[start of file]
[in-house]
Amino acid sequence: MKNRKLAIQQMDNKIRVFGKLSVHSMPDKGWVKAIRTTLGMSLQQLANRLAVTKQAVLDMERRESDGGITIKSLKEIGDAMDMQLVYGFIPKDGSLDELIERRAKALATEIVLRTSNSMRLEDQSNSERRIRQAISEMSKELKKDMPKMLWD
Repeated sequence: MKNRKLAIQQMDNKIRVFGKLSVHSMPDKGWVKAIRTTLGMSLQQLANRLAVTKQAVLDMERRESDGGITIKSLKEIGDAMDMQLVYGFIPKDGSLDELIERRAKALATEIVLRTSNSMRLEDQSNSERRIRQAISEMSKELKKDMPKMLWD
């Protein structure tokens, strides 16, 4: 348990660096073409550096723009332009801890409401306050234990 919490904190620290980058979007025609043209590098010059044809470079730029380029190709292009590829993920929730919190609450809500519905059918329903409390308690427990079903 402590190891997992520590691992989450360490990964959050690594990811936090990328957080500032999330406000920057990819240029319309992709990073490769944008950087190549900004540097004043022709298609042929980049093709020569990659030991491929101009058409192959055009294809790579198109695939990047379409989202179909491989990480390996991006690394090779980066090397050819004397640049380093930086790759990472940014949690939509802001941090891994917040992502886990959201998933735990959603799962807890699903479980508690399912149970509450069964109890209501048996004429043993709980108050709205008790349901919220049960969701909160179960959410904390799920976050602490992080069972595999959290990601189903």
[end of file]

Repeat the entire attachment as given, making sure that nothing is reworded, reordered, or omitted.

[in-house]
Amino acid sequence: MKNRKLAIQQMDNKIRVFGKLSVHSMPDKGWVKAIRTTLGMSLQQLANRLAVTKQAVLDMERRESDGGITIKSLKEIGDAMDMQLVYGFIPKDGSLDELIERRAKALATEIVLRTSNSMRLEDQSNSERRIRQAISEMSKELKKDMPKMLWD
Repeated sequence: MKNRKLAIQQMDNKIRVFGKLSVHSMPDKGWVKAIRTTLGMSLQQLANRLAVTKQAVLDMERRESDGGITIKSLKEIGDAMDMQLVYGFIPKDGSLDELIERRAKALATEIVLRTSNSMRLEDQSNSERRIRQAISEMSKELKKDMPKMLWD
């Protein structure tokens, strides 16, 4: 348990660096073409550096723009332009801890409401306050234990 919490904190620290980058979007025609043209590098010059044809470079730029380029190709292009590829993920929730919190609450809500519905059918329903409390308690427990079903 402590190891997992520590691992989450360490990964959050690594990811936090990328957080500032999330406000920057990819240029319309992709990073490769944008950087190549900004540097004043022709298609042929980049093709020569990659030991491929101009058409192959055009294809790579198109695939990047379409989202179909491989990480390996991006690394090779980066090397050819004397640049380093930086790759990472940014949690939509802001941090891994917040992502886990959201998933735990959603799962807890699903479980508690399912149970509450069964109890209501048996004429043993709980108050709205008790349901919220049960969701909160179960959410904390799920976050602490992080069972595999959290990601189903």